When you hear the word “interpreter,” what image comes to mind? A United Nations convention? A school? Megan Thee Stallion’s ASL interpreter nailing every lyric during a performance and somehow still managing to sign along with the beat? Interpreters wear many hats in society, and there are innumerable situations that call for the presence of someone who can fluidly translate language in real-time. If you’re wondering what an interpreter does exactly, or how to become an interpreter, you’re in the right place.
What Is An Interpreter?
First, it helps to establish that an interpreter is not a translator — at least, not exactly. In a very simplified sense, translators deal with written language, and interpreters work with oral and signed languages, which means they’re not generally sitting behind a desk translating written material — they’re often translating language on the fly, or in the context of a real-time conversation.
Of course, the advent of translation technology is making the distinction between translators and interpreters a little blurrier. For the purposes of this article and when referring to a human whose job it is to relay information from one language to another, then this is a pretty good rule of thumb to keep in mind.
One of the reasons for this distinction — besides being specific about what we’re talking about — is that translators and interpreters use slightly different sets of skills. For instance, it’s more important for an interpreter to have strong listening skills, so that they can hear what they’re interpreting correctly (and in the case of signed languages, dexterity, so they can make coordinated movements). A translator would place greater emphasis on honing their reading and writing skills.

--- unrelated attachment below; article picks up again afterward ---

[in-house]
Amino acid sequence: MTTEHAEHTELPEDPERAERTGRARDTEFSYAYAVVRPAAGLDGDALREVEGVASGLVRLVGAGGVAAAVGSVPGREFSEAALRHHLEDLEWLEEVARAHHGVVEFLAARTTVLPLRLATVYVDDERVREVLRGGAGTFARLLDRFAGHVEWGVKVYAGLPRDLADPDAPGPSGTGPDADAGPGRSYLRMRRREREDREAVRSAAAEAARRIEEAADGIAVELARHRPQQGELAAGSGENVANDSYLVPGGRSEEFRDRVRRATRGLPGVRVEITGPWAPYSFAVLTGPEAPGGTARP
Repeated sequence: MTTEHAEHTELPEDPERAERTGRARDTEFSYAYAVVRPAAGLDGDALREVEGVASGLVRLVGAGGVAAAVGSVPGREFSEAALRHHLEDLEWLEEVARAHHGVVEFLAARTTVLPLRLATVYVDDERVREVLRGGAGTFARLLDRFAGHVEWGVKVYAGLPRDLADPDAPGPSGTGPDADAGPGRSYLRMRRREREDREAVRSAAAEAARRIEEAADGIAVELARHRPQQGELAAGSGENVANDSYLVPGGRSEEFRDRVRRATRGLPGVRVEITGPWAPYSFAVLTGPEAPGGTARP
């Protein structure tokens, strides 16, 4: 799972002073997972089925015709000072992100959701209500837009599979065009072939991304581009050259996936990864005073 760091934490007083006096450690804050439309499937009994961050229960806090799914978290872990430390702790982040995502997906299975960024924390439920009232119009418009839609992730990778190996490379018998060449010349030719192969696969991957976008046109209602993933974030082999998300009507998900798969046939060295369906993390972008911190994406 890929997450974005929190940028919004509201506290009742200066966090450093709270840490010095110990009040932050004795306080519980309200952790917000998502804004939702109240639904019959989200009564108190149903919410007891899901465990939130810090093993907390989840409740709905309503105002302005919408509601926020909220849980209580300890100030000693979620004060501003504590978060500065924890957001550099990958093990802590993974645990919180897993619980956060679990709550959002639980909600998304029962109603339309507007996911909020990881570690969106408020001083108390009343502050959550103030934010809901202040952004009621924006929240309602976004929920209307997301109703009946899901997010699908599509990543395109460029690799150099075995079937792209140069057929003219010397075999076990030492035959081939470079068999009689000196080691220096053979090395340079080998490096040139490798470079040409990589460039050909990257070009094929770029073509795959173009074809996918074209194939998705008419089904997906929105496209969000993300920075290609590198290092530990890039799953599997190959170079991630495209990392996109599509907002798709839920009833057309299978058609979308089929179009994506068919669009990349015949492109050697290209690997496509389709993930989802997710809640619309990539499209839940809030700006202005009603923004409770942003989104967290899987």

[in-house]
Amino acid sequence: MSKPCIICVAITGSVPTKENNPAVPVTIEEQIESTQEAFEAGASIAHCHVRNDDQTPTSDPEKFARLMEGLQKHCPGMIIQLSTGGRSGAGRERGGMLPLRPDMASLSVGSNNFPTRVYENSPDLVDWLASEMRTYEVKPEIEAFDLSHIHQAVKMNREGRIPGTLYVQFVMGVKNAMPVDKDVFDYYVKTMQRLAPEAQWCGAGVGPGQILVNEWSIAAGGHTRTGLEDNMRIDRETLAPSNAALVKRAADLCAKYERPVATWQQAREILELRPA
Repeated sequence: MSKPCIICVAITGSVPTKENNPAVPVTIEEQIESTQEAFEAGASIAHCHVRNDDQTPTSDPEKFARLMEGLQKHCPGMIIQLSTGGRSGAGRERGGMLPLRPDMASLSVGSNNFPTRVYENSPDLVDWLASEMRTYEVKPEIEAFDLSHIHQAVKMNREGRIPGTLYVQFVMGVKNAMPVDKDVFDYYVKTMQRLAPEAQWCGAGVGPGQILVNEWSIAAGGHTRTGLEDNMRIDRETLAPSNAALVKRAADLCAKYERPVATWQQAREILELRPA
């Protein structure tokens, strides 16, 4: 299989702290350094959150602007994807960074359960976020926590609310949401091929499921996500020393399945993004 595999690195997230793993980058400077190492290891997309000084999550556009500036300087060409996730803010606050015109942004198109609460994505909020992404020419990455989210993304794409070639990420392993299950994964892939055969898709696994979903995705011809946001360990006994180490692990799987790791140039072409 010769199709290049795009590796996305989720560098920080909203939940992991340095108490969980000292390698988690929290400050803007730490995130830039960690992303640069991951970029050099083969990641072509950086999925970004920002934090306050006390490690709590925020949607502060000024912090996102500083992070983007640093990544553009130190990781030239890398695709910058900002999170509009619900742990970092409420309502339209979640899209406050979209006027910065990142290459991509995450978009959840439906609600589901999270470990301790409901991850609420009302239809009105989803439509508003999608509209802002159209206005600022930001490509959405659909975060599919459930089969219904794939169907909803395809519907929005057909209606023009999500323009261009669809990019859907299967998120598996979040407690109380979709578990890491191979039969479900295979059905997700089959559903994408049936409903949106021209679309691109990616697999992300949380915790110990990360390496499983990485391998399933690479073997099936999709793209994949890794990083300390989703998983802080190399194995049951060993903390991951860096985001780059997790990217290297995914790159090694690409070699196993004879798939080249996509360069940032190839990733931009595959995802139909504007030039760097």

In a nutshell, an interpreter is someone who quickly relays information between languages in real time. They’re generally needed when there’s a dialogue or exchange occurring between people who speak different languages. This can range from situations like a doctor’s visit to an international summit where policy talks are occurring.
Types Of Interpreters
There are many different methods of interpretation, and there are even more categories of interpreter based on which industries they serve.
If you’re wondering how to become an interpreter, you might have to start by considering the method of interpretation you’d be best at, or that you’d be required to perform, as well as the field you want to go into. Often, becoming an interpreter requires you to have specific skills and knowledge sets tailored to the exact kinds of situations you’ll be confronted with. For instance, a knowledge of foreign affairs is necessary if you’re working in international relations, whereas you might need medical jargon if you’re working in doctors’ offices.